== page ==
Most Linux users are often unaware of how the operating system works internally. You may have been running Linux commands on the shell for a long time, but have you ever wondered what goes on behind the scenes when you press? Enter?
At the end, you will have a brief understanding of how the shell processes the command you entered on Linux.
Processing the command
When you enter a command, the first thing the shell does is to "token" the entire command. The shell then looks for a program name that corresponds to the first token on the command line.
If it is not found in any of the directories in the search path defined in the $ PATH environment variable or in the local directory with the . Operator or it is not a shell alias or function, the shell will return an error. If it finds a valid command, the shell then goes through all of the other tokens and decides whether it is a variable, a shell parameter, or an argument to the command.
When the shell determines that it is a variable or parameter like the ~ Operator for the home directory, the shell extends them or replaces them with their original values in the command.
When the shell has expanded parameters or variables, it passes the command string to the command and runs the program with its arguments. The shell does not determine whether any arguments are valid. That is the task of the command.
Run the command
If the shell starts another command, how does it return to the same command prompt you used earlier? The shell makes a copy of itself, a process called forking. This copy of the shell replaces itself with the command with all of the arguments previously processed. This is called "Exec" and the combined process is called "Fork-and-Exec".
For example, when you run the ls command, the shell process shares with the Fork() Method and create another shell instance. Of the two shell processes running on the system, the additional shell runs ls with the exec () Function that turns itself into an instance of the ls command.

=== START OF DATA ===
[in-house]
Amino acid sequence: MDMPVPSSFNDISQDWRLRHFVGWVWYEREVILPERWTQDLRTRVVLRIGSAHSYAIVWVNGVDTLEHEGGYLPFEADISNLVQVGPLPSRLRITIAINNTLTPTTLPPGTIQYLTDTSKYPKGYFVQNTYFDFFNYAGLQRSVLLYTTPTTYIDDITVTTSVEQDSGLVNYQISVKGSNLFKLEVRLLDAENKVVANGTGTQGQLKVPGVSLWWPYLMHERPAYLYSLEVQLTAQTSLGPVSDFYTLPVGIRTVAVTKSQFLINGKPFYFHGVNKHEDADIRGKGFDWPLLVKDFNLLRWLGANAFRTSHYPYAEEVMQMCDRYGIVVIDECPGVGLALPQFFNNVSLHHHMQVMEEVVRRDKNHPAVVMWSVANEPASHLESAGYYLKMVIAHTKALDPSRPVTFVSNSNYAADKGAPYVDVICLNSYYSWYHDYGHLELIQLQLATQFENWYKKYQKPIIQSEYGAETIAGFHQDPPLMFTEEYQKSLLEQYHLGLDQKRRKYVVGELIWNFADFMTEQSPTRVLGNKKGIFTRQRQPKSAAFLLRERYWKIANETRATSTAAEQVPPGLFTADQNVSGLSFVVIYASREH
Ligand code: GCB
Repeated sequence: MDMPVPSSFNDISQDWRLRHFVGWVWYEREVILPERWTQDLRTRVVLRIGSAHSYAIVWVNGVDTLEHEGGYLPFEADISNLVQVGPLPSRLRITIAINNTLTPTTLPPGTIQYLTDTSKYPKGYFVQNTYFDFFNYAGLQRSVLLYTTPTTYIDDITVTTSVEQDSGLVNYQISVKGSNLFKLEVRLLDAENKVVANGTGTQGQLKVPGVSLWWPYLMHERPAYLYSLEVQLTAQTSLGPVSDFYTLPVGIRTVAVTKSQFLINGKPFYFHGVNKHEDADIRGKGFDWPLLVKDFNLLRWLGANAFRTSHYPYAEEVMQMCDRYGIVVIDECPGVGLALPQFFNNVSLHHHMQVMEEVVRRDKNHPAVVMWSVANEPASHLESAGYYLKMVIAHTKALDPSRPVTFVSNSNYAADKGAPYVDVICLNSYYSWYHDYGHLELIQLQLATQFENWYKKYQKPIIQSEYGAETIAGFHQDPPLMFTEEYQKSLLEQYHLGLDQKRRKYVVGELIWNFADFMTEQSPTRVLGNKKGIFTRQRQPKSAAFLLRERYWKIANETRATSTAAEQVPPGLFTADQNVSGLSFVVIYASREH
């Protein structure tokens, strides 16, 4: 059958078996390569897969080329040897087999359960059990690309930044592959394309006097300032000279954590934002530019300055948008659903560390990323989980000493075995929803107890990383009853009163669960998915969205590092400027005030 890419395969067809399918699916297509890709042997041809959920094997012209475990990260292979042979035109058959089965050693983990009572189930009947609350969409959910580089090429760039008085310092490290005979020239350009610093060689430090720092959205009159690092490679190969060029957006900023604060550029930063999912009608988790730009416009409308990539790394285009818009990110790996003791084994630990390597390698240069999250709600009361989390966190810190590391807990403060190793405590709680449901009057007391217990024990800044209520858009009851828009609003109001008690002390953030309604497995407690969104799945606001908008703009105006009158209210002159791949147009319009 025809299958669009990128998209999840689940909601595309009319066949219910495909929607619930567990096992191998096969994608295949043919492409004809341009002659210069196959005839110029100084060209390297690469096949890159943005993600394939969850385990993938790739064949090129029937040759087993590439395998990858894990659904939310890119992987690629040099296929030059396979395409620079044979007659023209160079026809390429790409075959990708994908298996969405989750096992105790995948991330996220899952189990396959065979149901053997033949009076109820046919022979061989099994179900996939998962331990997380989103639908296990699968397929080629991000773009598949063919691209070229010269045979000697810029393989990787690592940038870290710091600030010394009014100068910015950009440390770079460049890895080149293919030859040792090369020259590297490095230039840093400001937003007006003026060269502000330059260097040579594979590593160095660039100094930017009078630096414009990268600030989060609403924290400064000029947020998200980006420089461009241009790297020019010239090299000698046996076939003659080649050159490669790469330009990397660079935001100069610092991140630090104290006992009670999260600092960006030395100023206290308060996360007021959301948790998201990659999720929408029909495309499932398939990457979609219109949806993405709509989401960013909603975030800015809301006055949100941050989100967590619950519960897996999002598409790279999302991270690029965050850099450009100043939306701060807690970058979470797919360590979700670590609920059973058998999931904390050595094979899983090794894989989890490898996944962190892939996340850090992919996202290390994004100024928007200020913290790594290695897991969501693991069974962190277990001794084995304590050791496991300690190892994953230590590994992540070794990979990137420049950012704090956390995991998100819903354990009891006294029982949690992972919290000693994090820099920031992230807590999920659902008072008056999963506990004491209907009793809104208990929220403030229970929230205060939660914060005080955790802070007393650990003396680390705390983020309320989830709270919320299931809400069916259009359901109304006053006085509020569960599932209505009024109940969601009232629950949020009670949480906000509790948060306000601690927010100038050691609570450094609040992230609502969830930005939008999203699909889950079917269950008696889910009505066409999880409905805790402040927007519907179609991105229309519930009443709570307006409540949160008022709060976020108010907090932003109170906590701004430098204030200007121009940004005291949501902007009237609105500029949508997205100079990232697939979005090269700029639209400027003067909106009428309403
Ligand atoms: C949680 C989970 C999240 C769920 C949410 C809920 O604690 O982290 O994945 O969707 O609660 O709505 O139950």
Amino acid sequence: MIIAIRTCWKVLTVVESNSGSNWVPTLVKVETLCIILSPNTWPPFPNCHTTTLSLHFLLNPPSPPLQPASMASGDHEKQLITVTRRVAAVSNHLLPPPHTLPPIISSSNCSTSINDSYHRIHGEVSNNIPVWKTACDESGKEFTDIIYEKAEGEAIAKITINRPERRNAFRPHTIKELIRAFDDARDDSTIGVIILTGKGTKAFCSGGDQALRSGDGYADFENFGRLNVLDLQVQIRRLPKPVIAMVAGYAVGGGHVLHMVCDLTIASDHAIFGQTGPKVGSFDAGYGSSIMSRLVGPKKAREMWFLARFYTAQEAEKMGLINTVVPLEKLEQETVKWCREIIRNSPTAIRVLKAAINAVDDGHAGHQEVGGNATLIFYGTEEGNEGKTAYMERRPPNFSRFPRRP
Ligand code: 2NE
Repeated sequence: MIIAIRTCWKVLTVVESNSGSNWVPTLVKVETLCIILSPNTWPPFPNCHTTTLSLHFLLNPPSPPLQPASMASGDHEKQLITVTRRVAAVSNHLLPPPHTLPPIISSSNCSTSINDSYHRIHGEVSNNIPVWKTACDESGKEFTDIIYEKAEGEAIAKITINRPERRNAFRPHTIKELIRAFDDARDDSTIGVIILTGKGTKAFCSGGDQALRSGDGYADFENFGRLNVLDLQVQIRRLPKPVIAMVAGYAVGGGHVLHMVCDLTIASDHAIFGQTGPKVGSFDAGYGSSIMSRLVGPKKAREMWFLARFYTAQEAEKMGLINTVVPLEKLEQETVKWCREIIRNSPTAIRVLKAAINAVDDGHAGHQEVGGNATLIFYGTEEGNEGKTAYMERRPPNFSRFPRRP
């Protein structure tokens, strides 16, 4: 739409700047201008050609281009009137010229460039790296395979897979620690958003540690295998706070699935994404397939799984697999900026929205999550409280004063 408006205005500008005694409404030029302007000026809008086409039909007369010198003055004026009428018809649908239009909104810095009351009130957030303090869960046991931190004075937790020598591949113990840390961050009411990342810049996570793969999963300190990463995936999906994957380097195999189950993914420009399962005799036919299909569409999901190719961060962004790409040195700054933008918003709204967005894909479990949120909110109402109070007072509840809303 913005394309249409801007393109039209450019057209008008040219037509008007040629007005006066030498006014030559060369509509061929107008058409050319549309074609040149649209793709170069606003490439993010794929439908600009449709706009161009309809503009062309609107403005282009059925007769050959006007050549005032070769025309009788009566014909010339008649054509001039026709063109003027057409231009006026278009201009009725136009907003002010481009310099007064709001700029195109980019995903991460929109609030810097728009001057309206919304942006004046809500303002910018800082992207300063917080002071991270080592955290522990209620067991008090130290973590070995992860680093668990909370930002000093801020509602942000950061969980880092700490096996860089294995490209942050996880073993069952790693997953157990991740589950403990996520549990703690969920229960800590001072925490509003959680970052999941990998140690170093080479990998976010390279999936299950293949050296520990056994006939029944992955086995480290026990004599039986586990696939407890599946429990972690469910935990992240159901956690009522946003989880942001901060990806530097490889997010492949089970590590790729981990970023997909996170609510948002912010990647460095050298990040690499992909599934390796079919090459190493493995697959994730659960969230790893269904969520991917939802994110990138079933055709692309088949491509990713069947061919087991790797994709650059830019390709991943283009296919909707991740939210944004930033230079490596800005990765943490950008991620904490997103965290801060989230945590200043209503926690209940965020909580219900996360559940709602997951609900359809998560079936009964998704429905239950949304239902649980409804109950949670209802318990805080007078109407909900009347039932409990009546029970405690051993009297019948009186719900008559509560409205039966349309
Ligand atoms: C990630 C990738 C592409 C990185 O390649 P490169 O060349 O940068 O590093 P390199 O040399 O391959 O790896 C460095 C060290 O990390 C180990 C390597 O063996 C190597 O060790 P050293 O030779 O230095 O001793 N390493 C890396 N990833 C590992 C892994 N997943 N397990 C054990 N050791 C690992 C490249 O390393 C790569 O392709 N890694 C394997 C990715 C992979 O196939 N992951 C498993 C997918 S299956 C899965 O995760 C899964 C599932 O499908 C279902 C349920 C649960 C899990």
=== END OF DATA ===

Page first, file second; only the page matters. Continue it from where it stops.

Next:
Meanwhile, the original shell waits for the command to complete. For this reason, you can use the job control to stop jobs and have jobs run in the background in the shell.
Report exit status
Linux commands report on their exit status whether they were executed successfully or not. As the name suggests, programs report their exit status when they finish executing. You do this through that $? Environment variable that contains the completion status of the last execution command.
Conventionally, an exit status of 0 means a successful execution, while anything other than 0 usually means an error. Depending on how your command prompt is configured, your shell may also display a non-zero exit status on the command line.
The above screenshot is an example showing a custom zsh prompt that shows an error exit status of 127 due to a command that was not there.
Now you know how Linux commands work
Now that you know how the Linux shell processes, branches, and executes a command, and how programs report their exit status, you can use the command line more effectively.
Several Linux shells are available to users free of charge. Although each of them does more or less the same job, they differ in many ways. You can try installing some of the shells on your system and decide for yourself which one suits you best.
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About the author
(57 published articles)
David is a freelance writer living in the Pacific Northwest but originally from the Bay Area. He has been passionate about technology since childhood. David's interests include reading, watching quality TV shows and movies, retro games, and collecting records.
By David Delony
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